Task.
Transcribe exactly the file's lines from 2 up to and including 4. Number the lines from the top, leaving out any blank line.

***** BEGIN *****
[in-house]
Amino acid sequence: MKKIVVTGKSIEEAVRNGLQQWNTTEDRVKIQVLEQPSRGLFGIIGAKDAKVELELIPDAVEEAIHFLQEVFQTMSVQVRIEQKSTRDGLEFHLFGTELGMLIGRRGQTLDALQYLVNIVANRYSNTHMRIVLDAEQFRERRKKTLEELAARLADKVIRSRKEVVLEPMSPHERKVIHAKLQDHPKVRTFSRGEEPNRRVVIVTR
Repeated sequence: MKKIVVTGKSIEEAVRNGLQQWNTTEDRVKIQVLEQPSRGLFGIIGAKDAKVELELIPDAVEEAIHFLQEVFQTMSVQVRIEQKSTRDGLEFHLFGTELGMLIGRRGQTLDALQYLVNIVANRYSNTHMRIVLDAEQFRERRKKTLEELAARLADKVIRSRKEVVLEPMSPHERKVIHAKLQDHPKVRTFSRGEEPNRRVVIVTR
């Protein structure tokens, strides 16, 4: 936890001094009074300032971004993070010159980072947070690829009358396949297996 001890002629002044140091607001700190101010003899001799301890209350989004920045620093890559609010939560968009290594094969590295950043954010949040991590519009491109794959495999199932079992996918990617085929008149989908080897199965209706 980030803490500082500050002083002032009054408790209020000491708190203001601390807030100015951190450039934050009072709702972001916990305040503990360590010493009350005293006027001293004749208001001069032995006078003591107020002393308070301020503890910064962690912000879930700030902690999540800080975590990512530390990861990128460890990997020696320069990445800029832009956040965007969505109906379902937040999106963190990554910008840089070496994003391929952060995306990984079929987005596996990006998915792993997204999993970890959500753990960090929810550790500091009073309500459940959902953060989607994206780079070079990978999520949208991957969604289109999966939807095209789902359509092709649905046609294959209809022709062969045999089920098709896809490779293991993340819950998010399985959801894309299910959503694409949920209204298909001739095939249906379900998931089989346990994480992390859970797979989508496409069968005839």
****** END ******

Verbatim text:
Amino acid sequence: MKKIVVTGKSIEEAVRNGLQQWNTTEDRVKIQVLEQPSRGLFGIIGAKDAKVELELIPDAVEEAIHFLQEVFQTMSVQVRIEQKSTRDGLEFHLFGTELGMLIGRRGQTLDALQYLVNIVANRYSNTHMRIVLDAEQFRERRKKTLEELAARLADKVIRSRKEVVLEPMSPHERKVIHAKLQDHPKVRTFSRGEEPNRRVVIVTR
Repeated sequence: MKKIVVTGKSIEEAVRNGLQQWNTTEDRVKIQVLEQPSRGLFGIIGAKDAKVELELIPDAVEEAIHFLQEVFQTMSVQVRIEQKSTRDGLEFHLFGTELGMLIGRRGQTLDALQYLVNIVANRYSNTHMRIVLDAEQFRERRKKTLEELAARLADKVIRSRKEVVLEPMSPHERKVIHAKLQDHPKVRTFSRGEEPNRRVVIVTR
């Protein structure tokens, strides 16, 4: 936890001094009074300032971004993070010159980072947070690829009358396949297996 001890002629002044140091607001700190101010003899001799301890209350989004920045620093890559609010939560968009290594094969590295950043954010949040991590519009491109794959495999199932079992996918990617085929008149989908080897199965209706 980030803490500082500050002083002032009054408790209020000491708190203001601390807030100015951190450039934050009072709702972001916990305040503990360590010493009350005293006027001293004749208001001069032995006078003591107020002393308070301020503890910064962690912000879930700030902690999540800080975590990512530390990861990128460890990997020696320069990445800029832009956040965007969505109906379902937040999106963190990554910008840089070496994003391929952060995306990984079929987005596996990006998915792993997204999993970890959500753990960090929810550790500091009073309500459940959902953060989607994206780079070079990978999520949208991957969604289109999966939807095209789902359509092709649905046609294959209809022709062969045999089920098709896809490779293991993340819950998010399985959801894309299910959503694409949920209204298909001739095939249906379900998931089989346990994480992390859970797979989508496409069968005839």